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Taking the Initiative


by Glen Emerson Morris
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The DSS home satellite dish system from RCA offers a very mixed blessing for advertisers and marketers. The positive side is that offers a low cost way to send advertising and other electronic publications directly to millions of consumers. The negative side is that it also offers dozens of channels of commercial free audio and video channels, and soon millions of consumers will be tuning them in, instead of channels with commercials.

The DSS service typifies the kind of challenge facing advertisers and marketers in the digital revolution as media costs continue to plummet. Production and distribution costs of mass media have traditionally been so high that content providers, like newspapers and the TV networks, had to aggressively solicit advertising to subsidize costs. Mass communication was impossible without advertising, and this gave advertisers a great deal of clout and presence. However, new digital technology is driving costs so low that advertisers are being left out of the loop.

Many content providers correctly saw DSS as a way to bypass advertisers and sell directly to consumers. Advertisers have yet to see that DSS, on the converse, is also a way for them to reach consumers directly, bypassing the distractions associated with content providers. This is unfortunate, because DSS offers a near perfect solution for the key problem facing any business wanting to distribute advertising material electronically--the limited bandwidth of current telephone technology. Electronic catalogs are too big to be sent over the Internet.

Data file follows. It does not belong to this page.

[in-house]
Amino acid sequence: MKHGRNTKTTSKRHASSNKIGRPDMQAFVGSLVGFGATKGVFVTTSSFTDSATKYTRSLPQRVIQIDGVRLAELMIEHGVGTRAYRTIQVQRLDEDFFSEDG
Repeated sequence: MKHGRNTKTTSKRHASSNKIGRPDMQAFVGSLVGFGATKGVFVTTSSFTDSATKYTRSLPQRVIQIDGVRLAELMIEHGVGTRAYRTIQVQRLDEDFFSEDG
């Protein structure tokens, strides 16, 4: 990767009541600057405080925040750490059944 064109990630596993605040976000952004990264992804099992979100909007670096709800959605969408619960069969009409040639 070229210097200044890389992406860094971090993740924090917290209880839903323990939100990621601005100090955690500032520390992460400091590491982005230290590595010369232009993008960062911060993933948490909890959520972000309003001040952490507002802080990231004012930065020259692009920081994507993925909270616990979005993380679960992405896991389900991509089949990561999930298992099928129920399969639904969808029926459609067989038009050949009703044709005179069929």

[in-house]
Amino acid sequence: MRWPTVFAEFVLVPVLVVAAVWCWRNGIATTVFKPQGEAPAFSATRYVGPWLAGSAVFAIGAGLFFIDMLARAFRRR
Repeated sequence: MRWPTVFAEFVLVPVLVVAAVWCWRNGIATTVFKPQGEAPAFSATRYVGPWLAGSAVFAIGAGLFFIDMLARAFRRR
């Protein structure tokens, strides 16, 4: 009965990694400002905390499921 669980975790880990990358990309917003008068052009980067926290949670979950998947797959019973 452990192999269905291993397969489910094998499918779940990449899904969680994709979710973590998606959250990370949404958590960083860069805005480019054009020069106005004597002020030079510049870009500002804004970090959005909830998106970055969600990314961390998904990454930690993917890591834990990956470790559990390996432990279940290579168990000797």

DSS receivers can handle huge volumes of digital data, and have been designed to easily plug into ordinary home computers. By simply tuning in the right channels, a consumer could download large electronic documents from the DSS satellite directly to their home computer, bypassing printing and shipping charges.

To date, RCA has not announced plans to transmit this kind of data on the DSS system, offering only vague speculation on what might eventually be available. With everyone from Apple to Macy's in some stage of going on-line on the Internet, and releasing catalogs on CD's, it may not be too long before enough demand will exist to encourage RCA to offer data transmission services.

DDS and the Internet can be combined to create a seamless, and very low cost, advertiser to consumer communication system. Consumers would use the Internet to place orders, and find out what frequency, and when, to tune in for the latest catalog. Eventually, most major catalogs will be broadcast 24 hours a day by satellite to virtually every point on the planet. Off the shelf products like Adobe Acrobat and Common Ground already allow any DTP created document to be viewed on nearly all home computers.

DSS is a threat the advertising industry can't afford to ignore. The audience numbers DSS foreshadows don't support one major network, let alone three. In a few years, the majority of affluent consumers will have the option of choosing a commercial free media environment, and millions of them will.

Advertisers will have to learn to aggressively make room for themselves in the new media environments. The ratio of commercial channels to commercial free will continue to deteriorate until advertisers counter with more commercial only channels, and in all formats, radio, video, and print.

DSS, like most innovations, is a double edged sword. Advertisers will have to learn to use the edge it gives them.


Copyright 1994 - 2010 by Glen Emerson Morris All Rights Reserved

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